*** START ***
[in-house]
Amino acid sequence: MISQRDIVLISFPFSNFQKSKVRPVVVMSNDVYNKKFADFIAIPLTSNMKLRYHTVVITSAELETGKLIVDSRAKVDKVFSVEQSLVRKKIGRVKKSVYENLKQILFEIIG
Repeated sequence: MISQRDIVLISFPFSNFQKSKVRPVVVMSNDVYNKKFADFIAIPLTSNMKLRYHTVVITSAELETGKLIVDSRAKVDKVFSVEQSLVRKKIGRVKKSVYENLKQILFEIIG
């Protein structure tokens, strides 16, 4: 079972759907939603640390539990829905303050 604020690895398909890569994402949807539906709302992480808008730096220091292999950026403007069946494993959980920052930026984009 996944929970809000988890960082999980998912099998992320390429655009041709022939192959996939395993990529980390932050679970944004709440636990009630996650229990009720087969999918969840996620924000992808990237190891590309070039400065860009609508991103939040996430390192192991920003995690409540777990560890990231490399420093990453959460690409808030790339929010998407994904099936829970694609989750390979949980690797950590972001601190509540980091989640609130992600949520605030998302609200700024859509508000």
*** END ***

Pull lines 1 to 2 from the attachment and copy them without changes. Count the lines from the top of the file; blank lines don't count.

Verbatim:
[in-house]
Amino acid sequence: MISQRDIVLISFPFSNFQKSKVRPVVVMSNDVYNKKFADFIAIPLTSNMKLRYHTVVITSAELETGKLIVDSRAKVDKVFSVEQSLVRKKIGRVKKSVYENLKQILFEIIG